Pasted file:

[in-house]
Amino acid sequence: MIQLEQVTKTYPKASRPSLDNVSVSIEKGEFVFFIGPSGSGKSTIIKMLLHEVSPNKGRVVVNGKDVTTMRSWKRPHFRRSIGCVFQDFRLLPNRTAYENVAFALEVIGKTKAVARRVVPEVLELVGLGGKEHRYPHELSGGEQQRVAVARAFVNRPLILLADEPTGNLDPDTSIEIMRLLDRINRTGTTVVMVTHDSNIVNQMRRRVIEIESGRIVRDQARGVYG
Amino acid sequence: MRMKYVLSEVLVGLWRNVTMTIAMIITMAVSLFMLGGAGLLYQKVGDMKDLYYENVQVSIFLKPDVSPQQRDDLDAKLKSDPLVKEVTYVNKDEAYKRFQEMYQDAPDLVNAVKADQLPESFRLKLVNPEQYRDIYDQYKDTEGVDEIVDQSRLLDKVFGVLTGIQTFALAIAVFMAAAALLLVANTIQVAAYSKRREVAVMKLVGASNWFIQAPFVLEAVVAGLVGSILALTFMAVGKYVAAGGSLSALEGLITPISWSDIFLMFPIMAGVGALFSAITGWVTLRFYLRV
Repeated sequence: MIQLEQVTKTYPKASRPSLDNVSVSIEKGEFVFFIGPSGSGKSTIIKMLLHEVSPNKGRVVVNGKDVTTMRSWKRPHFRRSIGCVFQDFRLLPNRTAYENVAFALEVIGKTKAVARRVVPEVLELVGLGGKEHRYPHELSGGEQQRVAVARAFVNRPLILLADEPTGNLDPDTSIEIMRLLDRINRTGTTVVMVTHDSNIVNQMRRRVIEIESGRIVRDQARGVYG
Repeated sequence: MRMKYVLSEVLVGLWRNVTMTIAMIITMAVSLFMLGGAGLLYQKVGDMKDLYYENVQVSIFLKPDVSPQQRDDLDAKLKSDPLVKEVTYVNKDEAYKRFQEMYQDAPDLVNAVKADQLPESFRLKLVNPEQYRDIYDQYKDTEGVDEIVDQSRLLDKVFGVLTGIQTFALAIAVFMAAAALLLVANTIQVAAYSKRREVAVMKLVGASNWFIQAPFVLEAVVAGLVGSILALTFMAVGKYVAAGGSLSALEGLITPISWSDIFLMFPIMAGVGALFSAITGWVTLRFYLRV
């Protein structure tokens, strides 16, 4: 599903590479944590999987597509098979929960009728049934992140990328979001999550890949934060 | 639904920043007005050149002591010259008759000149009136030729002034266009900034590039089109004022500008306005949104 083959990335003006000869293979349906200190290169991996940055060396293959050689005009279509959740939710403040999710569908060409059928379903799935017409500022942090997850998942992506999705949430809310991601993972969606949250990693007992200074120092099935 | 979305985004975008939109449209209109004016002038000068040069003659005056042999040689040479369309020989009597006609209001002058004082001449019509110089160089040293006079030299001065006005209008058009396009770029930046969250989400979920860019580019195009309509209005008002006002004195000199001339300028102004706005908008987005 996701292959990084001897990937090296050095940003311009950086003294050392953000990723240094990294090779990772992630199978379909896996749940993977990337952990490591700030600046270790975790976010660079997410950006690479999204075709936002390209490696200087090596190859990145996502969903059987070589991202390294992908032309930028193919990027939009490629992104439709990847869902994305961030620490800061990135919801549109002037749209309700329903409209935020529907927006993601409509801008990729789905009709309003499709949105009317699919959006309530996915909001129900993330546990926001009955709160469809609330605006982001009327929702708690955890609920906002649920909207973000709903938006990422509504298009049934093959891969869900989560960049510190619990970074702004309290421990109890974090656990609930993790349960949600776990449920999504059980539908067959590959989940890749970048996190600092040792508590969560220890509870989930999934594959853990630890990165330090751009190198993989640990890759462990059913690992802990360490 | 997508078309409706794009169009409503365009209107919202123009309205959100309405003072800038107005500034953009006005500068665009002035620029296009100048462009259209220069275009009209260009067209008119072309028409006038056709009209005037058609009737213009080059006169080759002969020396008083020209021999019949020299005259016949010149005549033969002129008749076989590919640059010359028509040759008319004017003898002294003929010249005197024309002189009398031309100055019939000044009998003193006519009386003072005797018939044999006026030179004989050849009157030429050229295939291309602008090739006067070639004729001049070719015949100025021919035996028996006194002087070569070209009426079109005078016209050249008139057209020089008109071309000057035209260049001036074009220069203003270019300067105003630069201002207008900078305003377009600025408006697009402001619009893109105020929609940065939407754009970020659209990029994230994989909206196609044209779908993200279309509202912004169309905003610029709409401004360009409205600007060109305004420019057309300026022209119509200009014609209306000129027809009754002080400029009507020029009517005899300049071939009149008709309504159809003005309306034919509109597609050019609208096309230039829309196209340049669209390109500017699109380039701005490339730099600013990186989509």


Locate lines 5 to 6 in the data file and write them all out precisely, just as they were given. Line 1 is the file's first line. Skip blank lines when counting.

Repeated sequence: MRMKYVLSEVLVGLWRNVTMTIAMIITMAVSLFMLGGAGLLYQKVGDMKDLYYENVQVSIFLKPDVSPQQRDDLDAKLKSDPLVKEVTYVNKDEAYKRFQEMYQDAPDLVNAVKADQLPESFRLKLVNPEQYRDIYDQYKDTEGVDEIVDQSRLLDKVFGVLTGIQTFALAIAVFMAAAALLLVANTIQVAAYSKRREVAVMKLVGASNWFIQAPFVLEAVVAGLVGSILALTFMAVGKYVAAGGSLSALEGLITPISWSDIFLMFPIMAGVGALFSAITGWVTLRFYLRV
């Protein structure tokens, strides 16, 4: 599903590479944590999987597509098979929960009728049934992140990328979001999550890949934060 | 639904920043007005050149002591010259008759000149009136030729002034266009900034590039089109004022500008306005949104 083959990335003006000869293979349906200190290169991996940055060396293959050689005009279509959740939710403040999710569908060409059928379903799935017409500022942090997850998942992506999705949430809310991601993972969606949250990693007992200074120092099935 | 979305985004975008939109449209209109004016002038000068040069003659005056042999040689040479369309020989009597006609209001002058004082001449019509110089160089040293006079030299001065006005209008058009396009770029930046969250989400979920860019580019195009309509209005008002006002004195000199001339300028102004706005908008987005 996701292959990084001897990937090296050095940003311009950086003294050392953000990723240094990294090779990772992630199978379909896996749940993977990337952990490591700030600046270790975790976010660079997410950006690479999204075709936002390209490696200087090596190859990145996502969903059987070589991202390294992908032309930028193919990027939009490629992104439709990847869902994305961030620490800061990135919801549109002037749209309700329903409209935020529907927006993601409509801008990729789905009709309003499709949105009317699919959006309530996915909001129900993330546990926001009955709160469809609330605006982001009327929702708690955890609920906002649920909207973000709903938006990422509504298009049934093959891969869900989560960049510190619990970074702004309290421990109890974090656990609930993790349960949600776990449920999504059980539908067959590959989940890749970048996190600092040792508590969560220890509870989930999934594959853990630890990165330090751009190198993989640990890759462990059913690992802990360490 | 997508078309409706794009169009409503365009209107919202123009309205959100309405003072800038107005500034953009006005500068665009002035620029296009100048462009259209220069275009009209260009067209008119072309028409006038056709009209005037058609009737213009080059006169080759002969020396008083020209021999019949020299005259016949010149005549033969002129008749076989590919640059010359028509040759008319004017003898002294003929010249005197024309002189009398031309100055019939000044009998003193006519009386003072005797018939044999006026030179004989050849009157030429050229295939291309602008090739006067070639004729001049070719015949100025021919035996028996006194002087070569070209009426079109005078016209050249008139057209020089008109071309000057035209260049001036074009220069203003270019300067105003630069201002207008900078305003377009600025408006697009402001619009893109105020929609940065939407754009970020659209990029994230994989909206196609044209779908993200279309509202912004169309905003610029709409401004360009409205600007060109305004420019057309300026022209119509200009014609209306000129027809009754002080400029009507020029009517005899300049071939009149008709309504159809003005309306034919509109597609050019609208096309230039829309196209340049669209390109500017699109380039701005490339730099600013990186989509």